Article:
I also am not here because I am Asian. I am here because I worked my butt off to achieve the American dream and am fighting every day to keep that dream alive for future generations. College boards determining whose family story they deem more appealing than another is not reflective of the country that welcomed my family and me.

I have worked to promote educational opportunities for students since coming to Congress because I believe education is the key to unlocking new doors for students. I led the bipartisan Innovations in Informal STEM Learning Act, which became law through the CHIPS and Science Act, to support afterschool programs that expose students to STEM concepts. As co-chair of the Congressional App Challenge last Congress, I hosted the largest App Challenge in history, with 192 student teams of middle and high school students competing in my district alone. We had over 9,000 students compete across the country, creating over 2,700 apps in 335 Congressional districts.

I also introduced a bipartisan, bicameral bill with Reps. Raja Krishnamoorthi (IL-08) and Josh Gottheimer (NJ-05) and Sens. Chuck Grassley (R-IA) and Tina Smith (D-MN) to make college costs more transparent for students and families. According to a December 2022 GAO report, 91 percent of colleges understate the total cost of college, and 65 percent leave out key details on aid packages. The Understanding the True Cost of College Act (H.R. 1198) would standardize aid forms so families can better navigate these key decisions, figure out what option is best for them, and avoid student debt.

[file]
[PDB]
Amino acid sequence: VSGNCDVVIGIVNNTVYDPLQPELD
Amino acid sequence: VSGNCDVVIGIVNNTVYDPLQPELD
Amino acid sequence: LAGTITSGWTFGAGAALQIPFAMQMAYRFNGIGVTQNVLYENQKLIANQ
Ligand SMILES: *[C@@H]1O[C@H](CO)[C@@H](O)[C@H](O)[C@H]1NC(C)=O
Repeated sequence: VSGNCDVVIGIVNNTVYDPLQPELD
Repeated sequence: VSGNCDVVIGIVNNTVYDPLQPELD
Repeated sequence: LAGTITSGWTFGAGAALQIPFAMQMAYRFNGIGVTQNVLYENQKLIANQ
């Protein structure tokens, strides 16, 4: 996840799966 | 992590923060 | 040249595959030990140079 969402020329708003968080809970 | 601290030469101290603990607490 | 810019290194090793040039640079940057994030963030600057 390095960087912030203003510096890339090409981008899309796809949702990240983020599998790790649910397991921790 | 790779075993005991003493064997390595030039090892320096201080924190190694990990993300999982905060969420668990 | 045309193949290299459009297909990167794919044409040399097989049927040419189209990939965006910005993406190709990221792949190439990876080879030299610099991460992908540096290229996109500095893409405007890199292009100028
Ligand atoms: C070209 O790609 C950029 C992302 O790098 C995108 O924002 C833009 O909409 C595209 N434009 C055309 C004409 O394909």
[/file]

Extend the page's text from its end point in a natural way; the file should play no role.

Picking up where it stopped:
We can improve educational outcomes for students and support opportunities for students to succeed without depriving other capable students of those same opportunities because of their race. The American dream does not require a Harvard degree, and the path to the American dream isn’t a one-lane road. There are many ways to achieve success, and I will keep fighting to ensure the promise of America – where we are judged on our actions and can achieve success through hard work – remains alive for future generations.